PAARL – AB de Villiers announced his return to international cricket in the most sublime manner possible with his 25th career ODI century and remarkably his first ever against Bangladesh in the second Momentum One-Day International at Eurolux Boland Park on Wednesday.
The fact that the Proteas won by 104 runs and clinched the series with a 2-0 series lead paled into significance against the backdrop of De Villiers’ brilliance.
It is almost vulgar to describe a De Villiers innings in terms of statistics because that is not what this great player is all about.
He is a player who radiates class, flair, improvisation and a determination to challenge convention.
Yet this was one day when his statistics did tell a sort of story. When he came to the crease, the Proteas had scored 90/2 in 18 overs for a scoring rate of exactly five runs to the over.
Unbelievably, the Proteas’ top three batsmen had hit only three boundaries, although this was in a large part due to the slowness of the outfield following three days of rain.
By the time he had finished, he had made a career-best 176 off 104 balls, and made a total of 353/6 possible that was to prove way beyond the capabilities of Bangladesh.
It was the fourth best for South Africa behind the 188 of Gary Kirsten, the 185 of Faf du Plessis and the 178 of Quinton de Kock.
Kirsten’s record was his for the taking going into the final three overs, but then De Villiers is not the sort of player who would be worried about that.
The real statistic of his innings was the fact that he hit 15 fours and seven sixes, while the total contribution of all the other South African batsmen was five fours and one six.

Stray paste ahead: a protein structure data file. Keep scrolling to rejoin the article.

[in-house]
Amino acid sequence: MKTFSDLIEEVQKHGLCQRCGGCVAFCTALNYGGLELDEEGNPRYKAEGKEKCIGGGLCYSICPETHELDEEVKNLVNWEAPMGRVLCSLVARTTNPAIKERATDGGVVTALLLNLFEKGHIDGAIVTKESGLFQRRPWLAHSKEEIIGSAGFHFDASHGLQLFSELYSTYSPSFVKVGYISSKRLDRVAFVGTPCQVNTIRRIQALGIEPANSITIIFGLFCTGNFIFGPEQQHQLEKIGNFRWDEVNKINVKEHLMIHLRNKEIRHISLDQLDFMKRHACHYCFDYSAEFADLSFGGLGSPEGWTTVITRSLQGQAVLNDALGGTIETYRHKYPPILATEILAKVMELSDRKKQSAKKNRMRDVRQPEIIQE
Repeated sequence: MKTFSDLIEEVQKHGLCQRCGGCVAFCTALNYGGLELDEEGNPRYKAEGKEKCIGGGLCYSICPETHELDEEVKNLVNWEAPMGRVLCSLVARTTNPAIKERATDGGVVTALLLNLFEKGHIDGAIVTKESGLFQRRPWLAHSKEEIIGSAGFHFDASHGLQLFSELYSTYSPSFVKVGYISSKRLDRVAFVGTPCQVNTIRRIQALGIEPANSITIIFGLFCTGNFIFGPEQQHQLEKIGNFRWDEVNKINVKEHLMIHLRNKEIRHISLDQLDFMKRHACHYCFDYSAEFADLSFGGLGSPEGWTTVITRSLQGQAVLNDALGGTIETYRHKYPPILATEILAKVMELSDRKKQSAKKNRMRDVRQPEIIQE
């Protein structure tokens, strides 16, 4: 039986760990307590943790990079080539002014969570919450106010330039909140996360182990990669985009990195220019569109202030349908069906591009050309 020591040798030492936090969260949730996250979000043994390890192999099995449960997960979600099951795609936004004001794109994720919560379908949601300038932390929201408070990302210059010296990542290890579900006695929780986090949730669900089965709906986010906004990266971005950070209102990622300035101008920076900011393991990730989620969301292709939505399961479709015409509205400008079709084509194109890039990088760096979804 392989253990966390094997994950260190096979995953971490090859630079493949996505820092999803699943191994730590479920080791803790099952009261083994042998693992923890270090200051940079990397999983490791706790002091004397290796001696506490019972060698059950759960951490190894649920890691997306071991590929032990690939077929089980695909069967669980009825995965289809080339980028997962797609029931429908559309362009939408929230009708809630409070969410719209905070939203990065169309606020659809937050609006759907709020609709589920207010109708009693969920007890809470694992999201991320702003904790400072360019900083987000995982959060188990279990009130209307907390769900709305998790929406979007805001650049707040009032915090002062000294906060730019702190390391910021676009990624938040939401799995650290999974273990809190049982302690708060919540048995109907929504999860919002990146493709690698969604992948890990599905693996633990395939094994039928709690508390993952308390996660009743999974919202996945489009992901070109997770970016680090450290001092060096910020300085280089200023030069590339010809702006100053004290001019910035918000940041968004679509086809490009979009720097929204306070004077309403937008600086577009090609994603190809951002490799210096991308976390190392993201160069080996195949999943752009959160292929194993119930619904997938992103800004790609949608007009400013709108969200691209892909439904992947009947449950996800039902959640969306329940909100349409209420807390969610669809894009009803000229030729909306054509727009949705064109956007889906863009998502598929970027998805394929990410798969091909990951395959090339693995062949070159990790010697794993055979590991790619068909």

At one stage at the crescendo of his innings, he hit six sixes and two fours in the space of 14 deliveries.
As always, his ability to hit boundaries where others were struggling were the result of his innate gifts of timing, quicksilver footwork and the ability to pick length quicker than most mortals.
His cover driving was peerless, but the shot of the innings was his pull to midwicket off a delivery from the left-arm spin of Shakib Al Hasan to a delivery that was not particularly short.
After the business-as-usual opening stand of 90 between De Kock and Hashim Amla, De Villiers was involved in stands of 136 with Amla – this was both a ground third-wicket record and a third-wicket record against Bangladesh – and a further 117 with JP Duminy.
The latter contributed only 20 to the first 100 runs of that partnership.
De Villiers has now scored ODI centuries against all his major opponents. Ireland remain on his still-to-do list, as does Scotland, and he has yet to play against Afghanistan.
The Proteas total of 353/6 was a ground record, but fell five runs short of South Africa’s best against Bangladesh.
Rubel Hossain (4/62) was the most successful Bangladesh bowler, although Shakib was undoubtedly the best (2/60).
The visitors gave it a good shot in going for the runs, with both Imrul Kayes (68 off 77 balls, 6x4, 1x6) and Mushfiqur Rahim (60 off 70 balls, 4x4, 1x6) reaching half-centuries.
But what has been a problem throughout the tour – the inability to put together match-winning partnerships – once again cost them.
They went into the last 20 overs needing 187 for victory and the game gradually drifted away from them.
Imran Tahir did his normal wicket-taking job in the middle overs (3/50 in 10 overs), and the bowling performance was generally better than in Kimberley, although they were not helped by some missed chances in the field.
Andile Phehlukwayo finished the match with career-best figures of 4/40, his second four-wicket haul, improving on his previous best of 4/44 against Australia.
De Villiers was named the Man of the Match.
Cricket South Africa